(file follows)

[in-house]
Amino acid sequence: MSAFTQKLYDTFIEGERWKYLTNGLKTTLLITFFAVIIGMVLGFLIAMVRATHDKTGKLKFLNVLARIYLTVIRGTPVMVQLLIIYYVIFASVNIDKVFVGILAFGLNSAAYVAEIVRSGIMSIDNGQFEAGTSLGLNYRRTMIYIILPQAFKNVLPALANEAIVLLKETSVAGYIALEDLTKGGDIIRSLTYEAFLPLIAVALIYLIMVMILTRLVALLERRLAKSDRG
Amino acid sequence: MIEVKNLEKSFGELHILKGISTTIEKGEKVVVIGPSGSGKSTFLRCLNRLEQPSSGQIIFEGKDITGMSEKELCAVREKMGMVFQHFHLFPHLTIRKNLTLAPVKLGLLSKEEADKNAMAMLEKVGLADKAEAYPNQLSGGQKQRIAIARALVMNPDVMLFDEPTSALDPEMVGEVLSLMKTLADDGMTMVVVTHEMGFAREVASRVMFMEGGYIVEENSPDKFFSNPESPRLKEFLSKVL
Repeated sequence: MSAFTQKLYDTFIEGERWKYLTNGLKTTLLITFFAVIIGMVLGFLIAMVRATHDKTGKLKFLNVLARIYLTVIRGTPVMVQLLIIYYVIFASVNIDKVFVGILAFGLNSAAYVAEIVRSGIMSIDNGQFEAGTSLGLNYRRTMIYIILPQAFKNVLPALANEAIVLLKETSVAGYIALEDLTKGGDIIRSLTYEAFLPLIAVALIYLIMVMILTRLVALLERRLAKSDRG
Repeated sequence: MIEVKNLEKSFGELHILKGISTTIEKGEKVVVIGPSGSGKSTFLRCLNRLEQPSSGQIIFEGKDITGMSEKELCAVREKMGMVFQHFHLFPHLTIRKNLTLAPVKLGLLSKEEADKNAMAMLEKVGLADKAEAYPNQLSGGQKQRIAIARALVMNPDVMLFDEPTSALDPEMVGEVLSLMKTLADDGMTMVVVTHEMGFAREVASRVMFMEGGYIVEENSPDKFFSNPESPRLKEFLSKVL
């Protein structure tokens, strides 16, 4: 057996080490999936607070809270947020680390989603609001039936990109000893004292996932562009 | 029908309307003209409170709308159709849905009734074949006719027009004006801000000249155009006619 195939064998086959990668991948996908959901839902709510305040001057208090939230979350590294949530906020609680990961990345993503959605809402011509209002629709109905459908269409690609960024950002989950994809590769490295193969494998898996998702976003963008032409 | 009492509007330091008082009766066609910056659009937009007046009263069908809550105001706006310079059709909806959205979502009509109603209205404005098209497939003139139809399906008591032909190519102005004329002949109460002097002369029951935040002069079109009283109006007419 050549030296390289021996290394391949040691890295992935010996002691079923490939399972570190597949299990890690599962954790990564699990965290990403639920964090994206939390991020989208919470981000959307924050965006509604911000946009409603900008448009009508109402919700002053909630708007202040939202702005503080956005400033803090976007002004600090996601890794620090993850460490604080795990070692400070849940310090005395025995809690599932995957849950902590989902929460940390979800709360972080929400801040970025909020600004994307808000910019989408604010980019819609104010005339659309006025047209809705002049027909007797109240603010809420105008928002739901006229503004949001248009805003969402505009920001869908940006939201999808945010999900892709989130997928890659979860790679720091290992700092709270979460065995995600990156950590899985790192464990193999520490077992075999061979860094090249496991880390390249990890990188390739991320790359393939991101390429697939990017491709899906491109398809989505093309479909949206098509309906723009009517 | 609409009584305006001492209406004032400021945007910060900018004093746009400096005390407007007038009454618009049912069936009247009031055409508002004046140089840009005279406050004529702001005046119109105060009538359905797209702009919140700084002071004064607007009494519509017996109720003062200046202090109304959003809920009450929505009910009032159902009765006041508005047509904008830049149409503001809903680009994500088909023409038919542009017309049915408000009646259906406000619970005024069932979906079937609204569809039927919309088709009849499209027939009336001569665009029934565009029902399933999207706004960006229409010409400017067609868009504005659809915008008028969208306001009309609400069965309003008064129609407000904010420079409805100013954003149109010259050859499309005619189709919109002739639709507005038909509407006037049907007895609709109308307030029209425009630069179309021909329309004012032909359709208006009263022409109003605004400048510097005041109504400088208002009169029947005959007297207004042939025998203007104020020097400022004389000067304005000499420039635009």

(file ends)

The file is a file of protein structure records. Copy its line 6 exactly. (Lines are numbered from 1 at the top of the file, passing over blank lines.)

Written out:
């Protein structure tokens, strides 16, 4: 057996080490999936607070809270947020680390989603609001039936990109000893004292996932562009 | 029908309307003209409170709308159709849905009734074949006719027009004006801000000249155009006619 195939064998086959990668991948996908959901839902709510305040001057208090939230979350590294949530906020609680990961990345993503959605809402011509209002629709109905459908269409690609960024950002989950994809590769490295193969494998898996998702976003963008032409 | 009492509007330091008082009766066609910056659009937009007046009263069908809550105001706006310079059709909806959205979502009509109603209205404005098209497939003139139809399906008591032909190519102005004329002949109460002097002369029951935040002069079109009283109006007419 050549030296390289021996290394391949040691890295992935010996002691079923490939399972570190597949299990890690599962954790990564699990965290990403639920964090994206939390991020989208919470981000959307924050965006509604911000946009409603900008448009009508109402919700002053909630708007202040939202702005503080956005400033803090976007002004600090996601890794620090993850460490604080795990070692400070849940310090005395025995809690599932995957849950902590989902929460940390979800709360972080929400801040970025909020600004994307808000910019989408604010980019819609104010005339659309006025047209809705002049027909007797109240603010809420105008928002739901006229503004949001248009805003969402505009920001869908940006939201999808945010999900892709989130997928890659979860790679720091290992700092709270979460065995995600990156950590899985790192464990193999520490077992075999061979860094090249496991880390390249990890990188390739991320790359393939991101390429697939990017491709899906491109398809989505093309479909949206098509309906723009009517 | 609409009584305006001492209406004032400021945007910060900018004093746009400096005390407007007038009454618009049912069936009247009031055409508002004046140089840009005279406050004529702001005046119109105060009538359905797209702009919140700084002071004064607007009494519509017996109720003062200046202090109304959003809920009450929505009910009032159902009765006041508005047509904008830049149409503001809903680009994500088909023409038919542009017309049915408000009646259906406000619970005024069932979906079937609204569809039927919309088709009849499209027939009336001569665009029934565009029902399933999207706004960006229409010409400017067609868009504005659809915008008028969208306001009309609400069965309003008064129609407000904010420079409805100013954003149109010259050859499309005619189709919109002739639709507005038909509407006037049907007895609709109308307030029209425009630069179309021909329309004012032909359709208006009263022409109003605004400048510097005041109504400088208002009169029947005959007297207004042939025998203007104020020097400022004389000067304005000499420039635009």